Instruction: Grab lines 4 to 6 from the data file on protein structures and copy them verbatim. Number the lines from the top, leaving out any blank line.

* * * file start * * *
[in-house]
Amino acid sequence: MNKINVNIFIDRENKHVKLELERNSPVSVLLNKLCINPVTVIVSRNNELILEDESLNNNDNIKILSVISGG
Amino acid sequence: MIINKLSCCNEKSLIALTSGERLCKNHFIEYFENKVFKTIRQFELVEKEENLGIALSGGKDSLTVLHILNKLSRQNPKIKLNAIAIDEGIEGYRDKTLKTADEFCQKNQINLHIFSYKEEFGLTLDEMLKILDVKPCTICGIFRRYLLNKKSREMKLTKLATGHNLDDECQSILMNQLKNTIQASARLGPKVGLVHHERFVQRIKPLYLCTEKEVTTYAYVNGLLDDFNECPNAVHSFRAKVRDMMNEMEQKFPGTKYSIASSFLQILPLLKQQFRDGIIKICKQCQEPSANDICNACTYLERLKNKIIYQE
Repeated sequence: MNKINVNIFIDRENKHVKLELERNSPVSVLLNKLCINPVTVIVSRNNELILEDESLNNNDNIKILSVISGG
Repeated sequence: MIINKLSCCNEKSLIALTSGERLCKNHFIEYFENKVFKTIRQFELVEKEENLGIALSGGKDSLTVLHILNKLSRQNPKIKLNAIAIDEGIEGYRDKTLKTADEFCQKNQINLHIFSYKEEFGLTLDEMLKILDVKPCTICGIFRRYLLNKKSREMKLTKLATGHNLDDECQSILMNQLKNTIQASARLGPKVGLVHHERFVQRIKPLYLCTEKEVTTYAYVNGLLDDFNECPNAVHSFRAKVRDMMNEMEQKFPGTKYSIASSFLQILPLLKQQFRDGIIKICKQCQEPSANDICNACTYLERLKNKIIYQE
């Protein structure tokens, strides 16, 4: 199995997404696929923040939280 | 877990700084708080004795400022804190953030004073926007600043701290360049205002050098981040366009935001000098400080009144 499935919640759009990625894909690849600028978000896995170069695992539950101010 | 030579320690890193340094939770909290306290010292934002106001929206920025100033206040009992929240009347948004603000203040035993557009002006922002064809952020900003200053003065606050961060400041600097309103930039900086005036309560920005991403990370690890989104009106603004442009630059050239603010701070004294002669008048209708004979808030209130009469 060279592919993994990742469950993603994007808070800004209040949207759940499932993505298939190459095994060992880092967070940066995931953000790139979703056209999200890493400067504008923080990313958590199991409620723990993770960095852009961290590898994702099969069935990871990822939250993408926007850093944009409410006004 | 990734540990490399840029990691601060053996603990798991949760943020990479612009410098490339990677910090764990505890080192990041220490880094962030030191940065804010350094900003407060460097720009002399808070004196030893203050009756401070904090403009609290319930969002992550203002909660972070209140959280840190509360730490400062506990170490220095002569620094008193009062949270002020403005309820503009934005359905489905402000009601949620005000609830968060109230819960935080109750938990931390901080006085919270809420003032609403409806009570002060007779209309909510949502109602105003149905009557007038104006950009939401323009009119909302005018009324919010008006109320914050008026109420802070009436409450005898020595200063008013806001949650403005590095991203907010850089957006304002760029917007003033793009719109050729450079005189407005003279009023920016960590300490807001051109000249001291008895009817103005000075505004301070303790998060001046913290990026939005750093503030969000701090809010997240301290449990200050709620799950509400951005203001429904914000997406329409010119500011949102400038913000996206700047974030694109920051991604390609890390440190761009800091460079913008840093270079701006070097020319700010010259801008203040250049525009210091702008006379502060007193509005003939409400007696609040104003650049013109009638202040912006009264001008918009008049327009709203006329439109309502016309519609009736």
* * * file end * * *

Repeated sequence: MNKINVNIFIDRENKHVKLELERNSPVSVLLNKLCINPVTVIVSRNNELILEDESLNNNDNIKILSVISGG
Repeated sequence: MIINKLSCCNEKSLIALTSGERLCKNHFIEYFENKVFKTIRQFELVEKEENLGIALSGGKDSLTVLHILNKLSRQNPKIKLNAIAIDEGIEGYRDKTLKTADEFCQKNQINLHIFSYKEEFGLTLDEMLKILDVKPCTICGIFRRYLLNKKSREMKLTKLATGHNLDDECQSILMNQLKNTIQASARLGPKVGLVHHERFVQRIKPLYLCTEKEVTTYAYVNGLLDDFNECPNAVHSFRAKVRDMMNEMEQKFPGTKYSIASSFLQILPLLKQQFRDGIIKICKQCQEPSANDICNACTYLERLKNKIIYQE
């Protein structure tokens, strides 16, 4: 199995997404696929923040939280 | 877990700084708080004795400022804190953030004073926007600043701290360049205002050098981040366009935001000098400080009144 499935919640759009990625894909690849600028978000896995170069695992539950101010 | 030579320690890193340094939770909290306290010292934002106001929206920025100033206040009992929240009347948004603000203040035993557009002006922002064809952020900003200053003065606050961060400041600097309103930039900086005036309560920005991403990370690890989104009106603004442009630059050239603010701070004294002669008048209708004979808030209130009469 060279592919993994990742469950993603994007808070800004209040949207759940499932993505298939190459095994060992880092967070940066995931953000790139979703056209999200890493400067504008923080990313958590199991409620723990993770960095852009961290590898994702099969069935990871990822939250993408926007850093944009409410006004 | 990734540990490399840029990691601060053996603990798991949760943020990479612009410098490339990677910090764990505890080192990041220490880094962030030191940065804010350094900003407060460097720009002399808070004196030893203050009756401070904090403009609290319930969002992550203002909660972070209140959280840190509360730490400062506990170490220095002569620094008193009062949270002020403005309820503009934005359905489905402000009601949620005000609830968060109230819960935080109750938990931390901080006085919270809420003032609403409806009570002060007779209309909510949502109602105003149905009557007038104006950009939401323009009119909302005018009324919010008006109320914050008026109420802070009436409450005898020595200063008013806001949650403005590095991203907010850089957006304002760029917007003033793009719109050729450079005189407005003279009023920016960590300490807001051109000249001291008895009817103005000075505004301070303790998060001046913290990026939005750093503030969000701090809010997240301290449990200050709620799950509400951005203001429904914000997406329409010119500011949102400038913000996206700047974030694109920051991604390609890390440190761009800091460079913008840093270079701006070097020319700010010259801008203040250049525009210091702008006379502060007193509005003939409400007696609040104003650049013109009638202040912006009264001008918009008049327009709203006329439109309502016309519609009736």